and am willing, if fate shall so decree, to suffer in an honest cause, provided I can draw vengeance down upon a most infamous one.” The time for the members to give their opinions was now arrived. Domitius Apollinaris, the consul elect, spoke first; after him Fabricius Vejento, then Fabius Maximinus, Vettius Proculus next (who married my wife’s mother, and who was the colleague of Publicius Certus, the person on whom the debate turned), and last of all Ammius Flaccus. They all defended Certus, as if I had named him (though I had not yet so much as once mentioned him), and entered upon his justification as if I had exhibited a specific charge. It is not necessary to repeat in this place what they respectively said, having given it all at length in their words in the speech above-mentioned. Avidius Quietus and Cornutus Tertullus answered them. The former observed, “that it was extremely unjust not to hear the complaints of those who thought themselves injured, and therefore that Arria and Fannia ought not to be denied the privilege of laying their grievances before the house; and that the point for the consideration of the senate was not the rank of the person, but the merit of the cause.”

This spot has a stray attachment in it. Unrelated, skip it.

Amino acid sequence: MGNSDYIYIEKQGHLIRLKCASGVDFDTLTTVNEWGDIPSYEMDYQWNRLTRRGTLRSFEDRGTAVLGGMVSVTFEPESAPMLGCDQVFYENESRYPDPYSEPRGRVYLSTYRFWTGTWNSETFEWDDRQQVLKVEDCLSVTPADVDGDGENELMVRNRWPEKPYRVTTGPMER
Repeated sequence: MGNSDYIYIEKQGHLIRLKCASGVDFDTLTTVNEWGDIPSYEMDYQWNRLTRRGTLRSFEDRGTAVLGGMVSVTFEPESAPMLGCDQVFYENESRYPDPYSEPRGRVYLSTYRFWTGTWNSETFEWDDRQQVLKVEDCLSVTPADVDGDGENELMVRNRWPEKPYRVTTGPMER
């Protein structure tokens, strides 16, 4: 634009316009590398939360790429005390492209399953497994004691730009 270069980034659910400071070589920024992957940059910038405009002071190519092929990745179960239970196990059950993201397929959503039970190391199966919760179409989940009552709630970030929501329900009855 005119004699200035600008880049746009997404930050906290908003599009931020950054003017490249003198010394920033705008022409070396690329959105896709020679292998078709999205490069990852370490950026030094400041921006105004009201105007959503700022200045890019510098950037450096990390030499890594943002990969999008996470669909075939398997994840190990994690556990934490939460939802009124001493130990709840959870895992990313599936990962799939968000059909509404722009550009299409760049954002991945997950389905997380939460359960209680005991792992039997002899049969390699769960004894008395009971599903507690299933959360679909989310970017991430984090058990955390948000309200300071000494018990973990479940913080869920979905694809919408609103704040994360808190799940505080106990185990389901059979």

Then Cornutus rose up and acquainted the house, “that, as he was appointed guardian to the daughter of Helvidius by the consuls, upon the petition of her mother and her father-in-law, he felt himself compelled to fulfil the duty of his trust. In the execution of which, however, he would endeavour to set some bounds to his indignation by following that great example of moderation which those excellent women7 had set, who contented themselves with barely informing the senate of the cruelties which Certus committed in order to carry on his infamous adulation; and therefore,” he said, “he would move only that, if a punishment due to a crime so notoriously known should be remitted, Certus might at least be branded with some mark of the displeasure of that august assembly.” Satrius Rufus spoke next, and, meaning to steer a middle course, expressed himself with considerable ambiguity. “I am of opinion,” said he, “that great injustice will be done to Certus if he is not acquitted (for I do not scruple to mention his name, since the friends of Arria and Fannia, as well as his own, have done so too), nor indeed have we any occasion for anxiety upon this account. We who think well of the man shall judge him with the same impartiality as the rest; but if he is innocent, as I hope he is, and shall be glad to find, I think this house may very justly deny the present motion till some charge has been proved against him.” Thus, according to the respective order in which they were called upon, they delivered their several opinions. When it came to my turn, I rose up, and, using the same introduction to my speech as I have published in the defence, I replied to them severally. It is surprising with what attention, what clamorous applause I was heard, even by those who just before were loudest against me: such a wonderful change was wrought either by the importance of the affair, the successful progress of the speech, or the resolution of the advocate. After I had finished, Vejento attempted to reply; but the general clamour raised against him not permitting him to go on, “I entreat you, conscript fathers,”8 said he, “not to oblige me to implore the assistance of the tribunes.”9 Immediately the tribune Murena cried out, “You have my permission, most illustrious Vejento, to go on.” But still the clamour was renewed. In the interval, the consul ordered the house to divide, and having counted the voices, dismissed the senate, leaving Vejento in the midst, still attempting to speak. He made great complaints of this affront (as he called it), applying the following lines of Homer to himself: